A multiplier 18 that is connected to the x-ray generator 1 and supplies it with a signal corresponding to the brightness in, for example, a dominant is connected to the light distributor 6 for regulating the high-voltage generator 1.
The x-radiation can be activated and de-activated completely asynchronously relative to the video clock by this inventive control circuit 13 in the central unit 11 of an x-ray diagnostics installation. By contrast to x-ray diagnostics installations having video pick-up tubes, the control need no longer ensue via a central location, thereby assuring that the imaging read out ensues at the time of the complete radiation block.
Although modifications and changes may be suggested by those skilled in the art, it is the intention of the inventors to embody within the patent warranted hereon all changes and modifications as reasonably and properly come within the scope of their contribution to the art.
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|Citing Patent||Filing date||Publication date||Applicant||Title|
|US5617463 *||Dec 7, 1995||Apr 1, 1997||Siemens Aktiengesellschaft||X-ray diagnostic installation|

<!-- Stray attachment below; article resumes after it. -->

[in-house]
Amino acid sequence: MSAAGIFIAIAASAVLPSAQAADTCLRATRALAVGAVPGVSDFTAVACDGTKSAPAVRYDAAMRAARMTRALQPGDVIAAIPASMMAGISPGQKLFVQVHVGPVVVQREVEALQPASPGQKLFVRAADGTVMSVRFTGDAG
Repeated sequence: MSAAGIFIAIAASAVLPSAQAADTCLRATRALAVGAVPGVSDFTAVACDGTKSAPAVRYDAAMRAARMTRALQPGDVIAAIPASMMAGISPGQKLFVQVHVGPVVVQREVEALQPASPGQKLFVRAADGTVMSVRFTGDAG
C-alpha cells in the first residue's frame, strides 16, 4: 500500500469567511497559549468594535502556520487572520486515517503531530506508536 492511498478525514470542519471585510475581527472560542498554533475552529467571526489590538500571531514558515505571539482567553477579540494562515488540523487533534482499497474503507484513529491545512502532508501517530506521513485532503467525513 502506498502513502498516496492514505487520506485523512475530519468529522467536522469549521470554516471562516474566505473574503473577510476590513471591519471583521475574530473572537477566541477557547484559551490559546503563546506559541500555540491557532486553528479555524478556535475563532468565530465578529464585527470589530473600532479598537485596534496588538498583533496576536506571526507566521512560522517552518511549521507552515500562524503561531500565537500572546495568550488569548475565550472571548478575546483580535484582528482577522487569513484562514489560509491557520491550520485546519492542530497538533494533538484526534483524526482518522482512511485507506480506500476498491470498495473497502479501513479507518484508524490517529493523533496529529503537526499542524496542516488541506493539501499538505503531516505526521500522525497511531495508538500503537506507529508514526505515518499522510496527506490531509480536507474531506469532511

|US5692507 *||Dec 7, 1994||Dec 2, 1997||Varian Associates, Inc.||Computer tomography apparatus using image intensifier detector|
|US6256067 *||Aug 4, 1997||Jul 3, 2001||Agilent Technologies, Inc.||Electronic camera for selectively photographing a subject illuminated by an artificial light source|
|US7307704 *||Apr 19, 2004||Dec 11, 2007||Carrier Corporation||Light delivery control system and method|
|US7505123||Oct 30, 2007||Mar 17, 2009||Carrier Corporation||Light delivery control system and method|
|US20040131155 *||Nov 13, 2003||Jul 8, 2004||Anton Nekovar||X-ray diagnostic system with a CCD camera|
|US20050231711 *||Apr 19, 2004||Oct 20, 2005||Benoit Jeffrey T||Light delivery control system and method|
|WO2005106430A2 *||Apr 7, 2005||Nov 10, 2005||Carrier Corp||Light delivery control system and method|
|U.S. Classification||378/98.8, 378/98.2, 348/E05.086|
|International Classification||H05G1/60, H04N5/32|
|Cooperative Classification||H04N5/32, H05G1/60|
|European Classification||H05G1/60, H04N5/32|